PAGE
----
I found the book helpful. I would not rely on it as the only source of relationship information.
The author's strategy to deal with PA is to label people (page 34). Then we have them inside a neat little box. So after reading the book, some people have assumed they know all of the feelings, thoughts, and motivators of the PA person. That is dangerous and inaccurate.
"Passive-aggressive personality disorder (PAPD) is no longer regarded as an official personality disorder in DSM-IV; this is because its principal features are so commonly seen in other personality disorders, such as borderline, histrionic and dependent. PAPD is in the appendix of DSM-IV as a condition requiring further study. " - from mhsource
In other words, it is too vague.
The author makes huge assumptions that each instance of this behavior has one, and only one, motive. Factors beyond our relationship to our Mother are largely ignored.
The author assumes that numerous actions intend harm and are for control purposes. That may not be true.
Inconsistencies: The author criticizes the PA person for feeling like a victim. Then he advocates throughout the book that the reader should feel innocent and a victim. He is also inconsistent regarding anger. It is criticized. And then he says that the reader "has every right to feel angry" and act out that anger. The PA is criticized for blaming others. The reader is told numerous times that the blame and fault for problems in the relationship are "his" and only his.
Beyond all that, he has written a book on relationships that completely omits love, spirituality, and any moral values. The only values promoted are selfishness and self-centeredness. That is his "solution" to relationship problems.
I do not make excuses for disrespectful, demeaning, or manipulative behavior. Many people need to change behaviors. This book does not offer solutions based on love.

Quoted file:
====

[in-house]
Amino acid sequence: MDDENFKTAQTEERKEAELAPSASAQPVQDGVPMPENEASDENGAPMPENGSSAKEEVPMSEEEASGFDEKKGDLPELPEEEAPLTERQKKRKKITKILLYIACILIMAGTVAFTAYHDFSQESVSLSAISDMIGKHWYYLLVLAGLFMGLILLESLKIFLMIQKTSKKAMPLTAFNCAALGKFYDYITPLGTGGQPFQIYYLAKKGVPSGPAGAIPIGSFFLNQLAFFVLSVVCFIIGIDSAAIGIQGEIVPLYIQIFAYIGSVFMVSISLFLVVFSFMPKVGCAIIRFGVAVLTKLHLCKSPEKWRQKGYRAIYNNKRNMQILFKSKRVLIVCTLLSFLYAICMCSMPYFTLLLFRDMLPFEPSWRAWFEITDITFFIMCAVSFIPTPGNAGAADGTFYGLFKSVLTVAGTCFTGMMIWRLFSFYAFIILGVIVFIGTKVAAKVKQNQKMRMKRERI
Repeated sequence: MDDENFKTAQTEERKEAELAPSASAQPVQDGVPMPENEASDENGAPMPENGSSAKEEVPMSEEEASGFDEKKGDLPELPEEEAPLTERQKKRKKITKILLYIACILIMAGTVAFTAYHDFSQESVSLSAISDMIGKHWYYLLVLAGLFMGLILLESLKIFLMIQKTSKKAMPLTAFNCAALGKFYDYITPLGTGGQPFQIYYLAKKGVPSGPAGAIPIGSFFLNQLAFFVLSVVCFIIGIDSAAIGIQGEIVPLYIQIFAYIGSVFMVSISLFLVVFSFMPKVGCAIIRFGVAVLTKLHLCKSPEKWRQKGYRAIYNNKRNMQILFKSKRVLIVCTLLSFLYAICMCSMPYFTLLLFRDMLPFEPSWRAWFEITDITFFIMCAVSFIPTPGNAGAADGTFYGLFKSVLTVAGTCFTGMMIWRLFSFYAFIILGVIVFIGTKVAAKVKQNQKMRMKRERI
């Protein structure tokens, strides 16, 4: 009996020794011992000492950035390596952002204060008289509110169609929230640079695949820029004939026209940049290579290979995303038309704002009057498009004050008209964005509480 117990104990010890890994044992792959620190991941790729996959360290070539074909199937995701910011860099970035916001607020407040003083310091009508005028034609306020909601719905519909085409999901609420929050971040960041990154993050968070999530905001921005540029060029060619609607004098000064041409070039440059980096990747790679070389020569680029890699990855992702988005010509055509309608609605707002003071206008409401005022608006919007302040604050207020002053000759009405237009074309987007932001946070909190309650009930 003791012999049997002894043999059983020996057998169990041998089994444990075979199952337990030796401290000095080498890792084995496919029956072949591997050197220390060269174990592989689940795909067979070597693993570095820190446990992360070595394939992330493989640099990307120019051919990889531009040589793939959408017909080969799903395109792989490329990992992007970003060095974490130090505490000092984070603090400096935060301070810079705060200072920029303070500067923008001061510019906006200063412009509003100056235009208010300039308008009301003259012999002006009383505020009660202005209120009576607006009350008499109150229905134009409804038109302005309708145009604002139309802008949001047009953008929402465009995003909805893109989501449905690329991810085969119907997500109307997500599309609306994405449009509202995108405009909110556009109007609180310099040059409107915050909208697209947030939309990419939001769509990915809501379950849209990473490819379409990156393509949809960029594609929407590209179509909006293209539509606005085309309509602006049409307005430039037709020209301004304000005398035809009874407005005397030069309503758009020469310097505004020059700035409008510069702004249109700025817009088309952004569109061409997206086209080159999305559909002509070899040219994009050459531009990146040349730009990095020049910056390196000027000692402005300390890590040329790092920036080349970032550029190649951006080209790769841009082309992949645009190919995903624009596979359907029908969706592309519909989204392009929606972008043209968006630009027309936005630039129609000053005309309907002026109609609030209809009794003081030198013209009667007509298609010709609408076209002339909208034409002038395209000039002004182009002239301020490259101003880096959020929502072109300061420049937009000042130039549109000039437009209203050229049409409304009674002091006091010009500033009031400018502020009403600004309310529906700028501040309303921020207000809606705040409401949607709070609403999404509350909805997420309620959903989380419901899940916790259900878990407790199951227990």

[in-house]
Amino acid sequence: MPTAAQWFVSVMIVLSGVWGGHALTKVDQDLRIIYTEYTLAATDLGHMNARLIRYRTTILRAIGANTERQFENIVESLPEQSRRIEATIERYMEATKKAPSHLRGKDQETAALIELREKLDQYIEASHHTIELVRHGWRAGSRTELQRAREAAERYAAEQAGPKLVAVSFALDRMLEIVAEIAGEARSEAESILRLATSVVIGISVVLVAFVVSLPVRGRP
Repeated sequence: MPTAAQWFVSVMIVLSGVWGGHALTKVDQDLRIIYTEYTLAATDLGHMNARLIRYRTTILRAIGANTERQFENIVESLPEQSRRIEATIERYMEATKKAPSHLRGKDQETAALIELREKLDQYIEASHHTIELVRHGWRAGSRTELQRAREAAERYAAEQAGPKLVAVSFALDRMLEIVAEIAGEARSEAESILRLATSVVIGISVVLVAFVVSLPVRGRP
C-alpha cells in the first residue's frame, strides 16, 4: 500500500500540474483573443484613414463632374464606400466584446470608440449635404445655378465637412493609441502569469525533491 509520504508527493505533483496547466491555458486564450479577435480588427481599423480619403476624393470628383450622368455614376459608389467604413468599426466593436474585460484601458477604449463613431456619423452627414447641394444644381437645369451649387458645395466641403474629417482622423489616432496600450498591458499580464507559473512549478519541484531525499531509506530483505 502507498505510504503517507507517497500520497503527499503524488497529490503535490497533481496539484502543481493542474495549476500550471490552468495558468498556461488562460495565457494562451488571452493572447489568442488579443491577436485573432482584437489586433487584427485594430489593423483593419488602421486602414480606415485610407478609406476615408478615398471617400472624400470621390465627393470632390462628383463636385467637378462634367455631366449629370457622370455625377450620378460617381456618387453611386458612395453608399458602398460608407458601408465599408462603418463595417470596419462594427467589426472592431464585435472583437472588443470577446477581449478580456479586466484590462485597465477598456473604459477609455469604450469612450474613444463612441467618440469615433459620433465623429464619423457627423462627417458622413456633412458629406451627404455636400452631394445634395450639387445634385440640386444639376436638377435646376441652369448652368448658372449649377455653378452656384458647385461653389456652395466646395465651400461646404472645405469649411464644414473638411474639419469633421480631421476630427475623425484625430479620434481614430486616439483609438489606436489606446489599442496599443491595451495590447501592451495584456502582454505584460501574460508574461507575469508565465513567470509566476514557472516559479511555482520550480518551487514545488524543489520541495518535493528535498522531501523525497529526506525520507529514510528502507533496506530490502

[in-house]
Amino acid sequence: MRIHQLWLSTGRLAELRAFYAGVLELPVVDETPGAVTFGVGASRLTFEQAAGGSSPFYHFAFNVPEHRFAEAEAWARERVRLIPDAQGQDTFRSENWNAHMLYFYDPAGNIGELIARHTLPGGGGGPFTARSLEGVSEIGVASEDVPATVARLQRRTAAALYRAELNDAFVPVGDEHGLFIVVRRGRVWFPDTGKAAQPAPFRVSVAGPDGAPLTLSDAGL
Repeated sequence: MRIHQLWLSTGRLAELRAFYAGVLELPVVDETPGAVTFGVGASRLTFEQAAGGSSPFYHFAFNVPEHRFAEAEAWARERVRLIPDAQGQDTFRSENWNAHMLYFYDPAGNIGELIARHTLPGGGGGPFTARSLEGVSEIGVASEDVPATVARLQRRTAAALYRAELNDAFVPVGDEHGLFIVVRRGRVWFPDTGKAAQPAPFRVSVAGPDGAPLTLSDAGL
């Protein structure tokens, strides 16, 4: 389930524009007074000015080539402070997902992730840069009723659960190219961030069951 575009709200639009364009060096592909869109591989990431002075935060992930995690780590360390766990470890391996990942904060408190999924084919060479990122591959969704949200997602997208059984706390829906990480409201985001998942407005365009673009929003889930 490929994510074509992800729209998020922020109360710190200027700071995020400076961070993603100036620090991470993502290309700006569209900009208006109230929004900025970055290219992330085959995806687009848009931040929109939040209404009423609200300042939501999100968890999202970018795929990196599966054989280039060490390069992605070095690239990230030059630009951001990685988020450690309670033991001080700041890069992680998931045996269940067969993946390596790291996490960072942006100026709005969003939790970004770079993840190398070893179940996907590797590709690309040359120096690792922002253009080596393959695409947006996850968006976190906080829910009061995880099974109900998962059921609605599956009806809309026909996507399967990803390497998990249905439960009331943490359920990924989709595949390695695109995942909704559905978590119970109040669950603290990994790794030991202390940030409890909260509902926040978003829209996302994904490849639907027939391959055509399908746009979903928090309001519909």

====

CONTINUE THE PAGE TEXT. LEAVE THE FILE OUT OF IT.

You may find a more accurate description of marital issues in Give and Take by Willard F. Harley, Jr. In his books, you will see that many "love busting" actions come from unmet needs, self-centeredness, and other reasons.
There are also other books that include research and widely-respected views. This book has bits of helpful information. It is not balanced. Use with care.
If you're on the dating scene and you've thought you were making progress with a relationship--only to have the guy start getting cold feet, or your formerly passionate husband has become incommunicative and disinterested, then you need to read Living with the Passive-Aggressive Man. All will become clear within 200 pages.
The passive-aggesive personality disorder in men is reaching epidemic proportions in this country, due to the fact that most American men over 30 were raised with one set of values (women should be submissive and stay at home) and are today supposed to live with another set of values (women are men's equal and should follow their own ideas). And then there are all the p/a's who inherited their problems from upbringing by troubled parents.
All I know is that every single one of my female friends has pondered "how can you possibly understand men?" Well, Scott Wetzler does, and explains their inexplicable p/a behavior. I thought it was interesting that the negative reviews of this book were all by men--no doubt guys who had had the book given to them because they had a problem, and as the book says, are incapable of taking responsibility for their actions!
I found it chilling that Dr. Wetzler described my husband as if he knew him personally. The problems that I had blamed myself for were all there: the abstinence, the emotional withdrawal, the subtle criticisms, the narcissim. What a huge relief to know that all this was not my fault!